45a – Hastings Part I

We arrived back at Hastings on a delightfully sunny morning and made our way to its working beach, where we finished our last walk. This was “Fishermen’s Village”. Small boats were pulled up onto the shore, and here and there fishermen were performing maintenance tasks. It is said that this beach boasts the largest beach-launched fleet of fishing vessels in Britain. There weren’t too many boats around when we were there; I suppose they were all out for the morning’s catch.

Hastings Working BeachAs the rest of us stood in the morning sun and watched the beach area come to life, my wife let out a little gasp; she saw not life, but death. A corpse lay on the shingle next to her. Then she saw another, and another. Their vacant eyes stared back at her.

Dead Fish on Hastings Working BeachLater in the day, as we got a taxi back to our car, I asked our driver about the scattering of dead fish on the beach. He explained that they probably came from the fishing boats, thrown onto the beach by the fishermen as they gutted the fish and took the fillets up to the Net Shops to sell. The unwanted parts were left on the shingle for the gulls to feast on. Between them, the fishermen and the gulls left not much behind.

Dead Fish on Hastings Working BeachWe examined these fish with fascination for a short while, however, we were here to walk, not stare death in the face. We headed off, struggling back up the shingle beach and passing a fish stall where seagulls perched on the roof. Having contented themselves with a starter of discarded fish heads they were now hoping for a better cut for their main course. They were clearly waiting for the woman tending the stall to turn her back so they could swoop down for a treat. I wonder how often this happens? I wonder how many people buy fish with beak-shaped dents in it!?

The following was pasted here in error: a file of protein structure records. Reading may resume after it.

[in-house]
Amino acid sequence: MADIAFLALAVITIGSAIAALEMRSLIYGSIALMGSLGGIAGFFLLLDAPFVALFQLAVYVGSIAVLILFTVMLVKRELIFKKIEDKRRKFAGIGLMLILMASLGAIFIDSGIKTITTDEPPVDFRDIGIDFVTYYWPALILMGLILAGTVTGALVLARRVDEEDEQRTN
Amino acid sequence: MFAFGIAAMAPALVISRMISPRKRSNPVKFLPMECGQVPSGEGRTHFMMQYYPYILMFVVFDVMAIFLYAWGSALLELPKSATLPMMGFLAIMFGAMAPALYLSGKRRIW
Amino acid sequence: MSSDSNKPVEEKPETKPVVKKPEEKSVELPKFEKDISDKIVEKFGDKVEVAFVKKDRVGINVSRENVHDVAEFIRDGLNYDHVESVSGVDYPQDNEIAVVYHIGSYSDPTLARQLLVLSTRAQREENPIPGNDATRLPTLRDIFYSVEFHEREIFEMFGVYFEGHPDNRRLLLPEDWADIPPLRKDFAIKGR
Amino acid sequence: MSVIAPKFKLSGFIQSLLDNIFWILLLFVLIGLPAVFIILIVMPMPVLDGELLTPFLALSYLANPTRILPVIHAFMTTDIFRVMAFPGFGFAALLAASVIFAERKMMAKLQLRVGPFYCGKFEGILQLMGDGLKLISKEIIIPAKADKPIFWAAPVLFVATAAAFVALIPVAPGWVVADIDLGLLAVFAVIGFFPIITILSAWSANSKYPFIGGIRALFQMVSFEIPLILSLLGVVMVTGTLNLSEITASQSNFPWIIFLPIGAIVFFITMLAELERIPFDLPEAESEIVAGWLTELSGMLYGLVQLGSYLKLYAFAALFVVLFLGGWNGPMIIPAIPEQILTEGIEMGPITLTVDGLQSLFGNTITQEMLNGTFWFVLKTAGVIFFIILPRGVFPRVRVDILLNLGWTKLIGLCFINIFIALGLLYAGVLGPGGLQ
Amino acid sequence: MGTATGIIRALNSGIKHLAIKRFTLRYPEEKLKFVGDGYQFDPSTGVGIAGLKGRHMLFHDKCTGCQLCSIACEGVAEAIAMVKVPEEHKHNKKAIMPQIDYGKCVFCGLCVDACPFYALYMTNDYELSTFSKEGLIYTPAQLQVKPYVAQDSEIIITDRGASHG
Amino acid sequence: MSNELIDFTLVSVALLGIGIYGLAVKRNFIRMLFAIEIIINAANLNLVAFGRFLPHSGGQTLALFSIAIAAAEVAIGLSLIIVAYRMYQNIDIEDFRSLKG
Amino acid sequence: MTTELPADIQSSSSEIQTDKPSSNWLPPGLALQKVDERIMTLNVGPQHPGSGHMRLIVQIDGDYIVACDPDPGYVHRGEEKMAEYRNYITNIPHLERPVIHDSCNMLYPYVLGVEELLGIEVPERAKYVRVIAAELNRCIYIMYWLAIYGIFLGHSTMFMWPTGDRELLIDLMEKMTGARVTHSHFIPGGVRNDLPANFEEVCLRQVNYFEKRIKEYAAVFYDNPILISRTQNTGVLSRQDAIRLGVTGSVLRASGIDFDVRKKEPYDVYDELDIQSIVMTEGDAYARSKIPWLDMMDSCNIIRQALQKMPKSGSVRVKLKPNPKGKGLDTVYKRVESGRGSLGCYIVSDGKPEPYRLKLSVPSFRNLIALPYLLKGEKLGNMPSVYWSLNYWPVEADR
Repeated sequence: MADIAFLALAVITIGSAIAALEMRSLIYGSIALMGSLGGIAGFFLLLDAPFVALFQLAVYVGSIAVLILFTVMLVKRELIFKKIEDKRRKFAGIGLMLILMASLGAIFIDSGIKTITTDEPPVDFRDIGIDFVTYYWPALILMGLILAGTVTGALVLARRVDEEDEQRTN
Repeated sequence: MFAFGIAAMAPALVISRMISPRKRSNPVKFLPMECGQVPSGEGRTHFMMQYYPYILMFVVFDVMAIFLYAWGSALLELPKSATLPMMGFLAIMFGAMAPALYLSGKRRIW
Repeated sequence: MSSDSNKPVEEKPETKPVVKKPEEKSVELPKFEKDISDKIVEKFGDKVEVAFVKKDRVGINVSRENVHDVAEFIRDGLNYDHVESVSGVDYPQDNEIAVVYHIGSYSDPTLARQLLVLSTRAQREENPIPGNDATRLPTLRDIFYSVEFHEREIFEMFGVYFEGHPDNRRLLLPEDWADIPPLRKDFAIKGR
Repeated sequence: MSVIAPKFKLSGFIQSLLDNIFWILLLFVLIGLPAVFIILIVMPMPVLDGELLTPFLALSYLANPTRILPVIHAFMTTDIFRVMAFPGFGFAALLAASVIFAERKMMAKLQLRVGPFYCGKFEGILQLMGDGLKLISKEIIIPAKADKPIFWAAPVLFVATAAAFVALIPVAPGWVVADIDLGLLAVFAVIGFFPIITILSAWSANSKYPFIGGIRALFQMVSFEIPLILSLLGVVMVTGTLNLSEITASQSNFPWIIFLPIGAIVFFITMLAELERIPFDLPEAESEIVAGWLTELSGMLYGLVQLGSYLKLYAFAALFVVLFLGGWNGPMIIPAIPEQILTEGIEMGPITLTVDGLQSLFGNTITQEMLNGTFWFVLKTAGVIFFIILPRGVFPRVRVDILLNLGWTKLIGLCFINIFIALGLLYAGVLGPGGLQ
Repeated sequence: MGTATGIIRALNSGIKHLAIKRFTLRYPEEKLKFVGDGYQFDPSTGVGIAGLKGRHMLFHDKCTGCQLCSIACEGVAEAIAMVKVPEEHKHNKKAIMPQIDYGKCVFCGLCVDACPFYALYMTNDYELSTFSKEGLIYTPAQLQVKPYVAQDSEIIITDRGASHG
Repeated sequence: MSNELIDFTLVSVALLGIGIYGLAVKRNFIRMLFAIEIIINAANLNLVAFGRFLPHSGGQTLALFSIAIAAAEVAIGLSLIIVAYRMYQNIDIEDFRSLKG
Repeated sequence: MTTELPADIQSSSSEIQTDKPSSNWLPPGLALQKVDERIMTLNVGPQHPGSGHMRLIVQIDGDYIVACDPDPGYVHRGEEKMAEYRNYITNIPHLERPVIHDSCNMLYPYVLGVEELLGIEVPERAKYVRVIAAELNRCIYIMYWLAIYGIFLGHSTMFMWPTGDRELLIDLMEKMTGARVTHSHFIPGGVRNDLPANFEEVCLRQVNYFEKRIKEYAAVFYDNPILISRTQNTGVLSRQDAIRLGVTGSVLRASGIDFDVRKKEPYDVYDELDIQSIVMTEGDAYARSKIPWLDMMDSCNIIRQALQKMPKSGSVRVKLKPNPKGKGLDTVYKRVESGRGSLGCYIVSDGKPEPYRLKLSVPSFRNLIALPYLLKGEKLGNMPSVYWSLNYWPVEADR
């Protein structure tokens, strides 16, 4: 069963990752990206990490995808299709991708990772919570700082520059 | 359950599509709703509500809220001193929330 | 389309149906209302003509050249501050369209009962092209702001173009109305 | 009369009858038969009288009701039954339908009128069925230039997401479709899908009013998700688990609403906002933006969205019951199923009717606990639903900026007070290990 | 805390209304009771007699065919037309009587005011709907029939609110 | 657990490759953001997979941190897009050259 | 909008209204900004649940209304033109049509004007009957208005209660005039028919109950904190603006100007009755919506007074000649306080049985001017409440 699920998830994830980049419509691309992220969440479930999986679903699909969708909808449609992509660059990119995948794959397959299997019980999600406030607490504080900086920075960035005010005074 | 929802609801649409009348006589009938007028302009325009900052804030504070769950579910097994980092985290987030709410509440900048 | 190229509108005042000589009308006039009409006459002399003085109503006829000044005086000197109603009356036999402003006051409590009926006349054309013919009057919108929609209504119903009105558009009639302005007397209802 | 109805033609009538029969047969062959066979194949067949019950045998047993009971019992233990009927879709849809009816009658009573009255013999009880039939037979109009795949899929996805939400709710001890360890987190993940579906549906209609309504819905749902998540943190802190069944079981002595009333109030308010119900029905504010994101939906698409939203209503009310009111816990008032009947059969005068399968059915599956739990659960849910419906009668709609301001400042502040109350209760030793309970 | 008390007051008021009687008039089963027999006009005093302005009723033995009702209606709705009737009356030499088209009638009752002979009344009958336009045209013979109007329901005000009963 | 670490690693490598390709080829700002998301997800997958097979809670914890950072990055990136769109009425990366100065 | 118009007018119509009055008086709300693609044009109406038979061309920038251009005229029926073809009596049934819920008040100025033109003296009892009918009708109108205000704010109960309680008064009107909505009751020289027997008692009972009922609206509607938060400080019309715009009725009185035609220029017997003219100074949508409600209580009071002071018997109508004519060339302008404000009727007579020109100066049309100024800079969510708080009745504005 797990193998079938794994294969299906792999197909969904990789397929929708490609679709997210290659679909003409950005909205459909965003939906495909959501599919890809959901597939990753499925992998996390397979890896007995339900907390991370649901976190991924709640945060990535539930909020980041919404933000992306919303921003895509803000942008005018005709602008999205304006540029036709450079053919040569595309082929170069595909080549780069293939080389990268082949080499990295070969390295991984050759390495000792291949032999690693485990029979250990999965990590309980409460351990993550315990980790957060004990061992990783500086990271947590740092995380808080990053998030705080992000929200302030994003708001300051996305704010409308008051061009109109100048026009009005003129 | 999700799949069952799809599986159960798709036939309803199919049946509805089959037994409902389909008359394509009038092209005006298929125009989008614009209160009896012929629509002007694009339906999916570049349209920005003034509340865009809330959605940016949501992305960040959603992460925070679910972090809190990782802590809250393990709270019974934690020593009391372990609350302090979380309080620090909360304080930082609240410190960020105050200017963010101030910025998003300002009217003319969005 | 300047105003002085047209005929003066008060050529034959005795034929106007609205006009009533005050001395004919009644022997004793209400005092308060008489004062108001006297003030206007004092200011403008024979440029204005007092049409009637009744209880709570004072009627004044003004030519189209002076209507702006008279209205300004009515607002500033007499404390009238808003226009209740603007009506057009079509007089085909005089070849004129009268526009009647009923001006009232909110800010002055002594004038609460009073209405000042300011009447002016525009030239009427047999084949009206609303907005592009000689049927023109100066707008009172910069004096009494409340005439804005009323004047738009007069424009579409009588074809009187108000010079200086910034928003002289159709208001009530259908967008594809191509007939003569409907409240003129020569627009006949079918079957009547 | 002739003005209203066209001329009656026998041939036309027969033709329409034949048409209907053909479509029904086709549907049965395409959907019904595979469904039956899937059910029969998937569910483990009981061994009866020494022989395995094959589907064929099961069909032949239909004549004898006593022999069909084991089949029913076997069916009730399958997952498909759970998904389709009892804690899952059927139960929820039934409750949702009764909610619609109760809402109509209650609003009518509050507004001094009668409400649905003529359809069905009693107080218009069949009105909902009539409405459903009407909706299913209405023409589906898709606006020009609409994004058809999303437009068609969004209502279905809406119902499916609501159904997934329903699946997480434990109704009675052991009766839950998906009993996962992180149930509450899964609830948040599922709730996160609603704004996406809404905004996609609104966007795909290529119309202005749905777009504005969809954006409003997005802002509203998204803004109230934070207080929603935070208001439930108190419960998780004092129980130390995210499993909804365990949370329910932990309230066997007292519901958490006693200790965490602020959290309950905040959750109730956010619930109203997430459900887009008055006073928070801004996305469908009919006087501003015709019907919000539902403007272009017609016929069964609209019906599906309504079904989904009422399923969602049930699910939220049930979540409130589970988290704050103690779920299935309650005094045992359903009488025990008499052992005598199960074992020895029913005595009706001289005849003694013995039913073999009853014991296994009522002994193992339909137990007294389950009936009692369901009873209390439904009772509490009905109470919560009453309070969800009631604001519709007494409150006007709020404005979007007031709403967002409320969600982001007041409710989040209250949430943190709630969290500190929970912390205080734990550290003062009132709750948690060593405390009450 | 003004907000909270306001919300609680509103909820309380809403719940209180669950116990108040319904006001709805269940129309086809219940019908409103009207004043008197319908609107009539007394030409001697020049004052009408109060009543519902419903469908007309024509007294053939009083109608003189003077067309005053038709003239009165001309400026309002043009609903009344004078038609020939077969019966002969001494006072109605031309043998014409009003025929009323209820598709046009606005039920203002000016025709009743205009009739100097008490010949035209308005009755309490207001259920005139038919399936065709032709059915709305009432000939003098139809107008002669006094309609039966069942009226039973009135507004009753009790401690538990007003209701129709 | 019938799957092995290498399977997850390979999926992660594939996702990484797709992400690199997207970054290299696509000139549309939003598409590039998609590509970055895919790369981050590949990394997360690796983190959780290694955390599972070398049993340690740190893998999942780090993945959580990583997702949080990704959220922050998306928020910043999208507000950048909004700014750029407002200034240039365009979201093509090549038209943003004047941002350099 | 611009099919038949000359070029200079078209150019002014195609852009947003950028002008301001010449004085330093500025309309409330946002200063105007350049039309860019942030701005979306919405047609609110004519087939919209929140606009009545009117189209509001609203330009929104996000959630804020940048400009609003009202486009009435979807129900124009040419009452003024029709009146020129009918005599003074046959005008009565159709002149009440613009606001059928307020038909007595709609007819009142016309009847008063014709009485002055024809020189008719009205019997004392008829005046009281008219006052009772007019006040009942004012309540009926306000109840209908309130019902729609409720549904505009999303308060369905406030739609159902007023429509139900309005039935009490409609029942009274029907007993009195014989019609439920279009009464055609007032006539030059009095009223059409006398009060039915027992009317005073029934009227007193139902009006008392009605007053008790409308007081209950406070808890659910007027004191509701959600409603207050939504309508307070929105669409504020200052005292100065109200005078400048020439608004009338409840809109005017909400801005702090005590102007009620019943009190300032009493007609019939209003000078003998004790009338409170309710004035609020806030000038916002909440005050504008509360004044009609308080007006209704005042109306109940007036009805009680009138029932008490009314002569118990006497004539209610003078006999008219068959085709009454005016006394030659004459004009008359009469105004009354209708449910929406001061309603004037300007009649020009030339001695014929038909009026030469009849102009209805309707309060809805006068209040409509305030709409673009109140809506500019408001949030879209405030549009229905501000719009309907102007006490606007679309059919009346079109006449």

Just beyond the fish stall we had to cross the narrow gauge tracks of the Hastings Miniature Railway, a small pleasure railway which runs along this part of the beach. “Uncle Jim”, built in 1968, waited patiently in his shed.

Miniature Railway Engine

We carried on, reaching the road. Opposite us stood the East Hill Cliff Railway. With a gradient of 78%, it is the steepest funicular railway in the country (for want of a better description a funicular railway is basically one that goes up and down). How about that? The largest beach-launched fishing fleet and the steepest cliff railway, both within in 150 yards of each other!

East Hill Cliff Railway

Points on this part of the walk (copy and paste the co-ordinates into Google Earth):

  • Hastings Working Beach: N 50° 51.300 E 000° 35.600
  • Miniature Railway Tracks: N 50° 51.352 E 000° 35.680
  • East Cliff Lift: N 50° 51.400 E 000° 35.720

Walk #45 Statistics (of which this post forms the first part):

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